... Hi Micio, The burnt rubber/plastic smell most often comes from excess furfural (furfurolo) produced by burning or scorching the pomace. But you haveMessage 1 of 2 , Oct 17, 2008View Source
--- In Distillers@yahoogroups.com, "miciofelice2003" <miciofelice2003@...> wrote:
> Ciao a tutti.
> My distillate has a strange smell, look like rubber/plastic burned
> but, believe me, IT'S NOT an overheating of grape pomaces (schorching)
> because I used a lot of precautions, just because I know that red
> pomaces are more delicate than white pomaces.
> In my opinion is the owner of grapes (the wine maker) that added
> something to the grapes during the cultivation or during fermentation.
> So I'm planning to try with activated coal: I know that I'll loose
> some good perfumes, but for me is important to eliminate that bad
> smell (that become less if I let for a night the distillate into a
> cup to open air). I already bought a bag of powdered activatd coal.
> My question is to know the quantity to add to my distillate (about 5
> liters at 75%, as it flow out from the alhembic)), the time that the
> coal has to stay into the distillate, and if then I've to re-distil
> or if is enough to filter the grappa.
> Thank for helping: consider that for me is the first time I add
> something to my grappa, so ... be patient in explanations.
> Ciao a tutti
> micio felice
The 'burnt rubber/plastic' smell most often comes from excess furfural (furfurolo) produced by burning or scorching the pomace. But you have said that you did NOT do this. So, another reason needs to be found and there is one.
Aroma profile for Burnt Rubber A fault resulting from production of certain mercaptans. Chemicals contributing to aroma:
Mercaptans are very nasty things and can NOT be removed by carbon filtering alone. From several sources, I have put together a reason why they have formed, and a possible fix for your distillate. As always, you need to test the fix on a small amount before you do the whole batch. So to business...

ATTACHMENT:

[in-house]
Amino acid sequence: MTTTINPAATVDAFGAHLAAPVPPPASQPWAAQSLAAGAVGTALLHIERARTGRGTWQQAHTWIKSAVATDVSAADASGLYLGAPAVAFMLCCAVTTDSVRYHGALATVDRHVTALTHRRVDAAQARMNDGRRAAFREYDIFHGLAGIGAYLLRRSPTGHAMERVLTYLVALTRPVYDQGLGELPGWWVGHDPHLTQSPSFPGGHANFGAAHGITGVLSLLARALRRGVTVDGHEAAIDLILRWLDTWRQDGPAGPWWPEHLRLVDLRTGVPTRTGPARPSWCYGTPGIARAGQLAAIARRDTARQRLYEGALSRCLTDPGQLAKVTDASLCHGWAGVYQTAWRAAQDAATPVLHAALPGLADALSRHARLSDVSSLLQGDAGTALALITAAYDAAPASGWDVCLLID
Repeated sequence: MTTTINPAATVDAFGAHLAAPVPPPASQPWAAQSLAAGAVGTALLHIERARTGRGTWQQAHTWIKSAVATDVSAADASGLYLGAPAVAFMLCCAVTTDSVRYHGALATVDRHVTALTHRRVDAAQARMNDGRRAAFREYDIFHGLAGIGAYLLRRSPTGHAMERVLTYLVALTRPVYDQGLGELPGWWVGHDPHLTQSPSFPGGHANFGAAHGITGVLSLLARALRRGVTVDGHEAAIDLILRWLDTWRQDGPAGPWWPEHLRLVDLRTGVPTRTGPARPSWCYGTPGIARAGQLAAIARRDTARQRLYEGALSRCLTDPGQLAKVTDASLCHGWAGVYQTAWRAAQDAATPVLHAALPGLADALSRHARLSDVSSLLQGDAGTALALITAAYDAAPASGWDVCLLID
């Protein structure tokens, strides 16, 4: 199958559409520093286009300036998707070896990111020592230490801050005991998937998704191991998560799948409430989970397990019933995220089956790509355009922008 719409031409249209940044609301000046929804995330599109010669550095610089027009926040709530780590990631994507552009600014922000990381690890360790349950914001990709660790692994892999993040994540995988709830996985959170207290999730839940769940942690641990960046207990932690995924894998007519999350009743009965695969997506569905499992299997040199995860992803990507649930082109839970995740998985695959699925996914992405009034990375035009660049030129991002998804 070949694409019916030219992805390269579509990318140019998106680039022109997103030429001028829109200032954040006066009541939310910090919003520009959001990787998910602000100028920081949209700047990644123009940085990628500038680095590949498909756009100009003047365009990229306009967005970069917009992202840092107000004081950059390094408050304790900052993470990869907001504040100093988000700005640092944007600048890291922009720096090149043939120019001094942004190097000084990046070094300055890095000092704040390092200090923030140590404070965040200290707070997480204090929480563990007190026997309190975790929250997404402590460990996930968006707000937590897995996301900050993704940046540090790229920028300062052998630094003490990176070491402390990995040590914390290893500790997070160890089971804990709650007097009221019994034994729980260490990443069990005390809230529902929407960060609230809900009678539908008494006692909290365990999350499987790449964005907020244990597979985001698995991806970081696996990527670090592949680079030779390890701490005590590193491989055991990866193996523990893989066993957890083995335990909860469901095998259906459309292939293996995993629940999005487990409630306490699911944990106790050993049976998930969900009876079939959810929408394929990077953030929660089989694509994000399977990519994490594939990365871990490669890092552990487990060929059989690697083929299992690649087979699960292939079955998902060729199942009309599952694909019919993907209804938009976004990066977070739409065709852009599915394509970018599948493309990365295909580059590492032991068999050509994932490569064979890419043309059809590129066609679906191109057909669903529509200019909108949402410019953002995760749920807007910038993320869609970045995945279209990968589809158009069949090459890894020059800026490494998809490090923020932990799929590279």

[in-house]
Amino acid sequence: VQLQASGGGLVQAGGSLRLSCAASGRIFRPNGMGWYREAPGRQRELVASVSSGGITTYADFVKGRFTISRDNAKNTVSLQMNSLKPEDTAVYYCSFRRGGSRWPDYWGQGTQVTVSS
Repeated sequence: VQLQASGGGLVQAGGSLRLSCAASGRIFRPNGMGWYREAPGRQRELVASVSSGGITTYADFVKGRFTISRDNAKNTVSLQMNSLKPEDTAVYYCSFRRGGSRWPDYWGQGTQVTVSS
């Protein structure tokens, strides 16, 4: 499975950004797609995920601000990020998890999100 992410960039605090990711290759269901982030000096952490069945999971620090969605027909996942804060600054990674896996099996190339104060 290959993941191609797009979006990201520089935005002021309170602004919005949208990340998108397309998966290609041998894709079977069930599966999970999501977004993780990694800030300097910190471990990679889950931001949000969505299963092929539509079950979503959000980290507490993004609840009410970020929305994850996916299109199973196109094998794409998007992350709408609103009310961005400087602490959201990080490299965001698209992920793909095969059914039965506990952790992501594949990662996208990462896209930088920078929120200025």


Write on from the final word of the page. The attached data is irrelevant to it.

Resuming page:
Excess hydrogen Sulfide (H2S, rotten-egg gas) can often be found in Marc or Pomace due to breakdown of yeast proteins and/or Sulfur preservative used in storage. Longer pomace storage times can make the problem worse. When this pomace is distilled, the excess H2S cannot all be removed by Copper contact. So some H2S ends up distilling over into the spirit.
The H2S then reacts with ethanol (alcohol) and forms Ethyl Mercaptan, which is even more unpleasant (the burnt rubber/plastic smell). Airing out the distillate then makes another chemical reaction. Ethyl Mercaptan and Oxygen react to form Hydrogen DiSulfide, which is burnt rubber again and non-volatile. It cannot be removed by further distillation alone.
So now you know what you are dealing with and why it happened. Now to the possible fix...
According to Artisan Distiller [Prof Kris Berglund], the best approach for an improvement could be achieved using a product containing Silver Chloride . 'Ercolid' or 'Sulfidex' powders are available from good winemaking suppliers. They are non-dissolving powders. Use them at the rate of 100g per 100 litres of your smelly distillate. Leave it in for 3-10 days, stirring once or twice per day. Then filter the distillate to remove the powder and get a clean product.
In the future, you can avoid this problem by distilling the pomace with a cup (250 ml) of [Copper Sulfate 10% solution] poured in with the pomace per 100 litre still. This will convert any H2S to non-volatile Copper Sulfide, which will remain in the pot and not distil over. Of course you need to throw away those pot dregs. Don't keep them for further use.
I hope this will help you recover your Grappa as something worth keeping. Let us know the results.